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So much has been written about the history of the Arab World, most driven by interpretations of emotion, suffering and partisanship. Many of the books have been narratives reflecting the author’s bias or political preferences, making them either easy to read satisfying your needs or difficult to read challenging your beliefs. Eugene Rogan, the director of The Middle east Centre at St. Anthony’s College in Oxford, however, provides a clinically accurate and compelling “history” that gives the Arab World in a timely examination and explanation.
The introduction details why knowledge of the history of the Arabs is so important and it is followed by chapters that take you through the major developments and the evolution of today’s Arab. How did they get to where they are at? And, are they being marginlized and erased by the growing Islamic revolution which is burying the richness and uniqueness of the secular Arab culture in a cult of religious bastardization? These are only some questions that one might answer in understanding the history of The Arabs in Rogan’s book.
We all know the historical chronology, but Rogan takes us through a more interesting read through Ottoman rule, the Muhammad Ali empire, reformation, colonization in African, World War I, the disastrous rule of Britain in the Middle East, France in Lebanon, the disaster in Palestine, the rise of Arab nationalism, and the decline of Arab nationalism, the age of oil and the age of Islam, with a look at the consequences of the aftermath of the Cold War.
The other problem I have with past narratives of Arab history has been the writing. It’s so hard to read some of the past historical collections. They are painful to the reader and intended for the scholar. Rogan’s book mixes his firsthand experience living in the Middle East, his love for the Arab people and a writing style that encourages the non-scholar to appreciate and enjoy the rich cultural and political history of the Arabs. What the Arab World needs is less interference from the professors and scholars and more understanding among the public at large. The public needs this book more than the dusty shelves of some Middle East studies department or the classroom of affected PhD wannabes.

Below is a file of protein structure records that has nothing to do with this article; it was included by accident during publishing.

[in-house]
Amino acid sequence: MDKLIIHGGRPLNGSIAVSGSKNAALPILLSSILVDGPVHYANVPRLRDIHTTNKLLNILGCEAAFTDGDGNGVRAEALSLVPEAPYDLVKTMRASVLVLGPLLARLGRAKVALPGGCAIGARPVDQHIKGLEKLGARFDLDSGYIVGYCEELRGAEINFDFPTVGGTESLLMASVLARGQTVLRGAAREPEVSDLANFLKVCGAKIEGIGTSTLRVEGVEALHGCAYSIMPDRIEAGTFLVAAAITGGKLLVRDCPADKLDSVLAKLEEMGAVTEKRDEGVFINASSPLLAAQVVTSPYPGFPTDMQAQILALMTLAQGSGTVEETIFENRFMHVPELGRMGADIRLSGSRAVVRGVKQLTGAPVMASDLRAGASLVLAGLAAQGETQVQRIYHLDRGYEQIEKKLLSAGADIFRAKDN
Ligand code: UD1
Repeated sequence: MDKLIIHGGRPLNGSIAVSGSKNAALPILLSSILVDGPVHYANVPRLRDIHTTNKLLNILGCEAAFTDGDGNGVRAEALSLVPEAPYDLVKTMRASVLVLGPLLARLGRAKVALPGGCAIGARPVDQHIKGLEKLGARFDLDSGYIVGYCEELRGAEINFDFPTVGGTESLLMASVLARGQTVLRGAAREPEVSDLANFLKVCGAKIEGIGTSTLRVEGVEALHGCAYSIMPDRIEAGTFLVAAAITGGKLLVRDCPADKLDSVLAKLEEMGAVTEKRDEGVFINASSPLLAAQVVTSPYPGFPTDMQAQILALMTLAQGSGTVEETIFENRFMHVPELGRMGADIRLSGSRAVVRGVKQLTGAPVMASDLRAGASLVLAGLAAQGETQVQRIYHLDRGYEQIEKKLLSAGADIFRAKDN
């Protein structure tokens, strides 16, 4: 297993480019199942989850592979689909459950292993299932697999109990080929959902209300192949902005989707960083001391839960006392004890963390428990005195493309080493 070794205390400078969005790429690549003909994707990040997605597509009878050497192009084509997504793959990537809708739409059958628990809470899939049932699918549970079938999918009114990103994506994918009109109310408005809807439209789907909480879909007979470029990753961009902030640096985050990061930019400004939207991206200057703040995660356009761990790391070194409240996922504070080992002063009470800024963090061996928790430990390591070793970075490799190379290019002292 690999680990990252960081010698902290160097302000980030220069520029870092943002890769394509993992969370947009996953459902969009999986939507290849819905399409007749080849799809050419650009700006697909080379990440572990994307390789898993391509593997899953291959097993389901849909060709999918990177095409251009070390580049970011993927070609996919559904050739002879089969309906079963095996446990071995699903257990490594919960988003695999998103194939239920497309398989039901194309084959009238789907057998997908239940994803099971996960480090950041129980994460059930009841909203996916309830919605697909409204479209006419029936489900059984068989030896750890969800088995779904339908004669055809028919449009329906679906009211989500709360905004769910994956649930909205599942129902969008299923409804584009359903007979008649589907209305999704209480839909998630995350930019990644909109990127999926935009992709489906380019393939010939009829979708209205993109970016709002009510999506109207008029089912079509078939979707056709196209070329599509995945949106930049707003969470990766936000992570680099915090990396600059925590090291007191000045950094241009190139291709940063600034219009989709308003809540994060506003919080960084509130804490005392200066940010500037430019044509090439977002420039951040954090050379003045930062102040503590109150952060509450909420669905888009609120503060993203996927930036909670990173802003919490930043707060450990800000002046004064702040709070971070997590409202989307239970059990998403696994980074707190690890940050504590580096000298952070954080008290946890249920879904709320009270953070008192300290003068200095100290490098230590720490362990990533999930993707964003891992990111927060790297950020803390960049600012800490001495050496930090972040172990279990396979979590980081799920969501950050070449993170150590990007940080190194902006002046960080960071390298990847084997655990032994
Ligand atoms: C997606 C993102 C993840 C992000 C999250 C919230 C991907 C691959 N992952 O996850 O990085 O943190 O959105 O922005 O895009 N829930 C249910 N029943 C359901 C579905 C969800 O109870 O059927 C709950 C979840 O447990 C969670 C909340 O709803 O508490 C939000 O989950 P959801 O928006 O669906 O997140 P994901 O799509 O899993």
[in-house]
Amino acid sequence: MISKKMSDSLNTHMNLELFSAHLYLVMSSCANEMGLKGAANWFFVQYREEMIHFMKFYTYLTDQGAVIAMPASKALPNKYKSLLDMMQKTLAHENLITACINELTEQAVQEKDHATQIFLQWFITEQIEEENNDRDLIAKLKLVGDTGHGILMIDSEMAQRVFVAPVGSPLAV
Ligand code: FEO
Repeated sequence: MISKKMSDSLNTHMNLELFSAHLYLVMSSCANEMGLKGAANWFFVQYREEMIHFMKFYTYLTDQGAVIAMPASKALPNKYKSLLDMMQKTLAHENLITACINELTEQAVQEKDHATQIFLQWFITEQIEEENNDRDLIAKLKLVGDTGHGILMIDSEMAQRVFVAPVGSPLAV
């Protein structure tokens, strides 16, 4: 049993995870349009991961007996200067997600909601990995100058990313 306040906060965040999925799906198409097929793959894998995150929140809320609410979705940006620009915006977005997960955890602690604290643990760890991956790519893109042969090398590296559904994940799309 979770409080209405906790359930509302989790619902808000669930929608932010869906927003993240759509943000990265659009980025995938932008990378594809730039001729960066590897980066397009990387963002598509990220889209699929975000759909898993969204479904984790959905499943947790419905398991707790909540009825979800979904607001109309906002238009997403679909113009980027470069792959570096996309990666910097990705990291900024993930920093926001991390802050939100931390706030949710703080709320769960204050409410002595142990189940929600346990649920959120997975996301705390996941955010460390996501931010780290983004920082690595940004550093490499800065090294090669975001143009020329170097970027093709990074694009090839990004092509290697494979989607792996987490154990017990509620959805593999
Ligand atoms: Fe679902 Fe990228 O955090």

It’s the ease by which one can read this thick scholarly work that makes it so valuable. Knowledge is worthless if it can’t be expressed and passed along to the less knowledgeable. Rogan has taken the complexities of the Middle East and the role of its evolution under The Arabs and made it something everyday readers will enjoy. More importantly, they will take something away from this enjoyable reading experience. I’ve read almost every book on the Middle East and the Arabs over the past 35 years of American Arab activism, but Rogan’s “The Arabs” has been the most enjoyable, and that makes it the most educational.
I am not a scholar on the Middle East, just a lifelong student. Reading through Rogan’s book has been very informative and enjoyable. I highly recommend it.
More information on “The Arabs”:
by Eugene Rogan
Published by Basic Books
Eugene Rogan is a faculty fellow and university lecturer in the Modern History of the Middle East at St Antony’s College, Oxford, where he serves as director of the Middle East Centre. His previous book, Frontiers of the State in the Late Ottoman Empire, was judged by the Middle East Studies Association of North America to be the best work on the Middle East in 2000 and awarded the Albert Hourani Prize. He lives in Oxford, England.
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Hanania writes weekly columns on Middle East and American Arab issues for the Arab News in Saudi Arabia at www.ArabNews.com, and at www.TheArabDailyNews.com, www.TheDailyHookah.com and at SuburbanChicagoland.com. He has also published weekly columns in the Jerusalem Post newspaper, YNetNews.com, Newsday Newspaper in New York, the Orlando Sentinel Newspapers, and the Arlington Heights Daily Herald.
Palestinian, American Arab and Christian, Hanania’s parents originate from Jerusalem and Bethlehem.
Hanania is the recipient of four (4) Chicago Headline Club “Peter Lisagor Awards” for Column writing. In November 2006, he was named “Best Ethnic American Columnist” by the New American Media. In 2009, Hanania received the prestigious Sigma Delta Chi Award for Writing from the Society of Professional Journalists. He is the recipient of the MT Mehdi Courage in Journalism Award. He was honored for his writing skills with two (2) Chicago Stick-o-Type awards from the Chicago Newspaper Guild. In 1990, Hanania was nominated by the Chicago Sun-Times editors for a Pulitzer Prize for his four-part series on the Palestinian Intifada.
His writings have also been honored by two national Awards from ADC for his writing, and from the National Arab American Journalists Association.
The managing editor of Suburban Chicagoland Online News website www.SuburbanChicagoland.com, Hanania's columns also appear in the Southwest News Newspaper Group of 8 newspapers.
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